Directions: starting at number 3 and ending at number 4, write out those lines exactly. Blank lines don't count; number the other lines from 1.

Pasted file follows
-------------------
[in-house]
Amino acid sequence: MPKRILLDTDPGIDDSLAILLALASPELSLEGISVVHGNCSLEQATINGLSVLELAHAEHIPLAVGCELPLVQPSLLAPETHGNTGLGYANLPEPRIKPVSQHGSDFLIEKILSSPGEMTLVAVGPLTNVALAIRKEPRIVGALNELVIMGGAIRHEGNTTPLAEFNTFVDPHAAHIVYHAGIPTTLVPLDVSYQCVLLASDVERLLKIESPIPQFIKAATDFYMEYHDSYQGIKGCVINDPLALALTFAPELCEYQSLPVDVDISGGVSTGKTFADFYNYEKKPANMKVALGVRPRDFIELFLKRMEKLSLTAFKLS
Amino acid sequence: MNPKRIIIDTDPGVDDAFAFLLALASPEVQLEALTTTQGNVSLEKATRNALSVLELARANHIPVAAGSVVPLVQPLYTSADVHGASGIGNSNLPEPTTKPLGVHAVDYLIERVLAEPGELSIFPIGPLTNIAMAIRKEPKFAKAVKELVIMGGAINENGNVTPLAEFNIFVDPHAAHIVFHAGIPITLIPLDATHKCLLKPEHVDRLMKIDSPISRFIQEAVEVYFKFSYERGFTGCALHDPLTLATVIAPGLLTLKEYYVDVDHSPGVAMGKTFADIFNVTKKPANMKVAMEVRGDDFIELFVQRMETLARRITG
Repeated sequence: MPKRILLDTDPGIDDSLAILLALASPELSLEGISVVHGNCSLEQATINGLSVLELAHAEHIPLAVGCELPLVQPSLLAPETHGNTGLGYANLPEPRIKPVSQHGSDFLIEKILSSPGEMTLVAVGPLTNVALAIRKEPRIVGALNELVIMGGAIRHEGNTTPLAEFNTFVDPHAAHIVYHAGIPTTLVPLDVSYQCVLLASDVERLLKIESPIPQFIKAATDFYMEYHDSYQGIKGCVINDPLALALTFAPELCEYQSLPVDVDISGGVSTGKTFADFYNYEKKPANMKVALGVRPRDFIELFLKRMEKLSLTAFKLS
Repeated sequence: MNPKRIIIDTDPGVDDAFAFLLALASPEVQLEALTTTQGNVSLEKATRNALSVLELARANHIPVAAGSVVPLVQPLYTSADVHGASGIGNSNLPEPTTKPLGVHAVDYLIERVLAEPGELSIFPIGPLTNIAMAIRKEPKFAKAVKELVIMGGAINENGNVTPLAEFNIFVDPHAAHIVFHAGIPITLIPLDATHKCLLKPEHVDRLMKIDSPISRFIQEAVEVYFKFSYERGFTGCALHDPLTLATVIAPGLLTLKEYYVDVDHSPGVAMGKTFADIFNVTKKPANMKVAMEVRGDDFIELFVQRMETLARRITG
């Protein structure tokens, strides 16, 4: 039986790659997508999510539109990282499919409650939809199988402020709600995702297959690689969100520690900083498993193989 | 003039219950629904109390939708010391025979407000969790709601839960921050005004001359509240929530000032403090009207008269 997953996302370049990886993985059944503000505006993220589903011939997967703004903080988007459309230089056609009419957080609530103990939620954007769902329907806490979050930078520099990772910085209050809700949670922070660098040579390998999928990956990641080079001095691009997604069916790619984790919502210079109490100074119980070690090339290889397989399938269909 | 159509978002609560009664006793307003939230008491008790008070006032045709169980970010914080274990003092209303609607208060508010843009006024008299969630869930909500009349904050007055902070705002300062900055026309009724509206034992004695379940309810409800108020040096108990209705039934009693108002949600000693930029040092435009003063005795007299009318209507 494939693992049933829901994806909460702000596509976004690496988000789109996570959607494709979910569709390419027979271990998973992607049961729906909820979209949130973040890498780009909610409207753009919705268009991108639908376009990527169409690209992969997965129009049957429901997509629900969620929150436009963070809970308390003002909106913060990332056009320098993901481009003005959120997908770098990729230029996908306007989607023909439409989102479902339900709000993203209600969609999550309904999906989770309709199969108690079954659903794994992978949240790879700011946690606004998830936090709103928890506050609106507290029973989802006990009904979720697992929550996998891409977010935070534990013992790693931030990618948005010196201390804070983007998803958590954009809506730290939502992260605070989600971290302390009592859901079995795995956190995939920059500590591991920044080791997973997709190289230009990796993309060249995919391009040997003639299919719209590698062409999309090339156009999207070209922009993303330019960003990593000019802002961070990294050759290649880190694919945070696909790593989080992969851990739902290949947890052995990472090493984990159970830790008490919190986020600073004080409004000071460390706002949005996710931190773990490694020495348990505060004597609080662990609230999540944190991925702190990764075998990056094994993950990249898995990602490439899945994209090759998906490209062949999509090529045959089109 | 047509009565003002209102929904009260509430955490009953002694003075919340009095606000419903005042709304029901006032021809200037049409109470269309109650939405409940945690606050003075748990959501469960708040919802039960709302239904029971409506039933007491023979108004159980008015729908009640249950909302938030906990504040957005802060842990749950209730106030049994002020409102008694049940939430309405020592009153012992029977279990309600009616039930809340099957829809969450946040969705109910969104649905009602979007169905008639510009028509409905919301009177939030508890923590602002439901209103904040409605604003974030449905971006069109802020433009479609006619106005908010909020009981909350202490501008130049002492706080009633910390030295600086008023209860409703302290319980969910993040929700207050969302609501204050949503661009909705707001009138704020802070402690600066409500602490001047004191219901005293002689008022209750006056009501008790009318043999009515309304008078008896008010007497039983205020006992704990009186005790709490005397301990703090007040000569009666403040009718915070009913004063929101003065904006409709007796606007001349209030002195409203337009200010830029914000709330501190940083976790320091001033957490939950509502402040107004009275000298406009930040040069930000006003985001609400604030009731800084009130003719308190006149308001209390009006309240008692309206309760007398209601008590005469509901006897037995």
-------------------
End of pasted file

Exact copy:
Amino acid sequence: MNPKRIIIDTDPGVDDAFAFLLALASPEVQLEALTTTQGNVSLEKATRNALSVLELARANHIPVAAGSVVPLVQPLYTSADVHGASGIGNSNLPEPTTKPLGVHAVDYLIERVLAEPGELSIFPIGPLTNIAMAIRKEPKFAKAVKELVIMGGAINENGNVTPLAEFNIFVDPHAAHIVFHAGIPITLIPLDATHKCLLKPEHVDRLMKIDSPISRFIQEAVEVYFKFSYERGFTGCALHDPLTLATVIAPGLLTLKEYYVDVDHSPGVAMGKTFADIFNVTKKPANMKVAMEVRGDDFIELFVQRMETLARRITG
Repeated sequence: MPKRILLDTDPGIDDSLAILLALASPELSLEGISVVHGNCSLEQATINGLSVLELAHAEHIPLAVGCELPLVQPSLLAPETHGNTGLGYANLPEPRIKPVSQHGSDFLIEKILSSPGEMTLVAVGPLTNVALAIRKEPRIVGALNELVIMGGAIRHEGNTTPLAEFNTFVDPHAAHIVYHAGIPTTLVPLDVSYQCVLLASDVERLLKIESPIPQFIKAATDFYMEYHDSYQGIKGCVINDPLALALTFAPELCEYQSLPVDVDISGGVSTGKTFADFYNYEKKPANMKVALGVRPRDFIELFLKRMEKLSLTAFKLS